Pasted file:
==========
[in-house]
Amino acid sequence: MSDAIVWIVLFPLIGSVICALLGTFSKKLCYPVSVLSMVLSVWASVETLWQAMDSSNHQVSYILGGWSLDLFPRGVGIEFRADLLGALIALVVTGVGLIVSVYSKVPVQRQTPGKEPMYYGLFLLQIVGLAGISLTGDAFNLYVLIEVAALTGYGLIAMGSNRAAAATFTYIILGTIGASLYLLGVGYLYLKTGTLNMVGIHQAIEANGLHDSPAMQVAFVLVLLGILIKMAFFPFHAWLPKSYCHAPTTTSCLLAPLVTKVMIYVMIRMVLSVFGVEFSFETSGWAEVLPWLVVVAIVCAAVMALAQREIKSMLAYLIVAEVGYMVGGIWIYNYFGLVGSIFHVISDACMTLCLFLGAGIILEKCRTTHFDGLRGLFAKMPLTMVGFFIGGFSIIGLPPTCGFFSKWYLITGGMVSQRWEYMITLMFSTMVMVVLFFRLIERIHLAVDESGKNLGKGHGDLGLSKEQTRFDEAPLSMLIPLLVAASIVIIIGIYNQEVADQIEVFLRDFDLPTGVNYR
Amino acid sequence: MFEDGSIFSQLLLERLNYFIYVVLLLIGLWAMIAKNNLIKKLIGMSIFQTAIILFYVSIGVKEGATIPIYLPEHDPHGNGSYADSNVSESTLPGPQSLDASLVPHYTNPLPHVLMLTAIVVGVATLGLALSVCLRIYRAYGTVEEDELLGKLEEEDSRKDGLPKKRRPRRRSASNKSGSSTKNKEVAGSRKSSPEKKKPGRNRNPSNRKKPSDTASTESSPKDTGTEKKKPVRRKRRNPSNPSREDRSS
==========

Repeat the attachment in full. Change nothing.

[in-house]
Amino acid sequence: MSDAIVWIVLFPLIGSVICALLGTFSKKLCYPVSVLSMVLSVWASVETLWQAMDSSNHQVSYILGGWSLDLFPRGVGIEFRADLLGALIALVVTGVGLIVSVYSKVPVQRQTPGKEPMYYGLFLLQIVGLAGISLTGDAFNLYVLIEVAALTGYGLIAMGSNRAAAATFTYIILGTIGASLYLLGVGYLYLKTGTLNMVGIHQAIEANGLHDSPAMQVAFVLVLLGILIKMAFFPFHAWLPKSYCHAPTTTSCLLAPLVTKVMIYVMIRMVLSVFGVEFSFETSGWAEVLPWLVVVAIVCAAVMALAQREIKSMLAYLIVAEVGYMVGGIWIYNYFGLVGSIFHVISDACMTLCLFLGAGIILEKCRTTHFDGLRGLFAKMPLTMVGFFIGGFSIIGLPPTCGFFSKWYLITGGMVSQRWEYMITLMFSTMVMVVLFFRLIERIHLAVDESGKNLGKGHGDLGLSKEQTRFDEAPLSMLIPLLVAASIVIIIGIYNQEVADQIEVFLRDFDLPTGVNYR
Amino acid sequence: MFEDGSIFSQLLLERLNYFIYVVLLLIGLWAMIAKNNLIKKLIGMSIFQTAIILFYVSIGVKEGATIPIYLPEHDPHGNGSYADSNVSESTLPGPQSLDASLVPHYTNPLPHVLMLTAIVVGVATLGLALSVCLRIYRAYGTVEEDELLGKLEEEDSRKDGLPKKRRPRRRSASNKSGSSTKNKEVAGSRKSSPEKKKPGRNRNPSNRKKPSDTASTESSPKDTGTEKKKPVRRKRRNPSNPSREDRSS